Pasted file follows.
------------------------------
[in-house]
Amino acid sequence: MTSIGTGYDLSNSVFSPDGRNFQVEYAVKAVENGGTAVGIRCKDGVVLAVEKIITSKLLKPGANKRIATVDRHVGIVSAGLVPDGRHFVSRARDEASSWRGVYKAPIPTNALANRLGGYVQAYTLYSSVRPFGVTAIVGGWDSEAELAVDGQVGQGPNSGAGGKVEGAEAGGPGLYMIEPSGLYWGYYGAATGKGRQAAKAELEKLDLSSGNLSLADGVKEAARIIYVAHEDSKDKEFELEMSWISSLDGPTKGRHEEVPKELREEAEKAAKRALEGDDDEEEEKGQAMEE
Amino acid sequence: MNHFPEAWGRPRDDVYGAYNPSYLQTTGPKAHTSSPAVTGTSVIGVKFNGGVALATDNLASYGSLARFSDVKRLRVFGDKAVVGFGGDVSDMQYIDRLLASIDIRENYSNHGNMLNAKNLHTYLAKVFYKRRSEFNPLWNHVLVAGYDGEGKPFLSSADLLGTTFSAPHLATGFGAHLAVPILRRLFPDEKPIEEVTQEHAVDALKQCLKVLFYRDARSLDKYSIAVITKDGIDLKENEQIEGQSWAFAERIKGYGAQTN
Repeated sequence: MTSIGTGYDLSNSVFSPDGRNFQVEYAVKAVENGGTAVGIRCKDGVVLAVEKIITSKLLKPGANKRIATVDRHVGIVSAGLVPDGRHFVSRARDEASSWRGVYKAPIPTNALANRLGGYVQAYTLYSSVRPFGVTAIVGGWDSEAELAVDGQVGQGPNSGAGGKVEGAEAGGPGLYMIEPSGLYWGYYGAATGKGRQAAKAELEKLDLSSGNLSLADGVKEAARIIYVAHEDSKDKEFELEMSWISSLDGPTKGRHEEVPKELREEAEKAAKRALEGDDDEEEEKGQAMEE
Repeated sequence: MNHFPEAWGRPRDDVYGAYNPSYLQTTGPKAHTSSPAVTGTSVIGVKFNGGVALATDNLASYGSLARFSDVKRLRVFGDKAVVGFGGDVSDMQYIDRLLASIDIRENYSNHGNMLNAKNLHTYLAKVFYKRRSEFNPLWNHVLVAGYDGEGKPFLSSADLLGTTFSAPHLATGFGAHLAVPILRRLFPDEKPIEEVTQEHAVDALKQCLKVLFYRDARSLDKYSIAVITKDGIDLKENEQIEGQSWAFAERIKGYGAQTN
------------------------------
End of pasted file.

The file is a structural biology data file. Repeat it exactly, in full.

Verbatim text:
[in-house]
Amino acid sequence: MTSIGTGYDLSNSVFSPDGRNFQVEYAVKAVENGGTAVGIRCKDGVVLAVEKIITSKLLKPGANKRIATVDRHVGIVSAGLVPDGRHFVSRARDEASSWRGVYKAPIPTNALANRLGGYVQAYTLYSSVRPFGVTAIVGGWDSEAELAVDGQVGQGPNSGAGGKVEGAEAGGPGLYMIEPSGLYWGYYGAATGKGRQAAKAELEKLDLSSGNLSLADGVKEAARIIYVAHEDSKDKEFELEMSWISSLDGPTKGRHEEVPKELREEAEKAAKRALEGDDDEEEEKGQAMEE
Amino acid sequence: MNHFPEAWGRPRDDVYGAYNPSYLQTTGPKAHTSSPAVTGTSVIGVKFNGGVALATDNLASYGSLARFSDVKRLRVFGDKAVVGFGGDVSDMQYIDRLLASIDIRENYSNHGNMLNAKNLHTYLAKVFYKRRSEFNPLWNHVLVAGYDGEGKPFLSSADLLGTTFSAPHLATGFGAHLAVPILRRLFPDEKPIEEVTQEHAVDALKQCLKVLFYRDARSLDKYSIAVITKDGIDLKENEQIEGQSWAFAERIKGYGAQTN
Repeated sequence: MTSIGTGYDLSNSVFSPDGRNFQVEYAVKAVENGGTAVGIRCKDGVVLAVEKIITSKLLKPGANKRIATVDRHVGIVSAGLVPDGRHFVSRARDEASSWRGVYKAPIPTNALANRLGGYVQAYTLYSSVRPFGVTAIVGGWDSEAELAVDGQVGQGPNSGAGGKVEGAEAGGPGLYMIEPSGLYWGYYGAATGKGRQAAKAELEKLDLSSGNLSLADGVKEAARIIYVAHEDSKDKEFELEMSWISSLDGPTKGRHEEVPKELREEAEKAAKRALEGDDDEEEEKGQAMEE
Repeated sequence: MNHFPEAWGRPRDDVYGAYNPSYLQTTGPKAHTSSPAVTGTSVIGVKFNGGVALATDNLASYGSLARFSDVKRLRVFGDKAVVGFGGDVSDMQYIDRLLASIDIRENYSNHGNMLNAKNLHTYLAKVFYKRRSEFNPLWNHVLVAGYDGEGKPFLSSADLLGTTFSAPHLATGFGAHLAVPILRRLFPDEKPIEEVTQEHAVDALKQCLKVLFYRDARSLDKYSIAVITKDGIDLKENEQIEGQSWAFAERIKGYGAQTN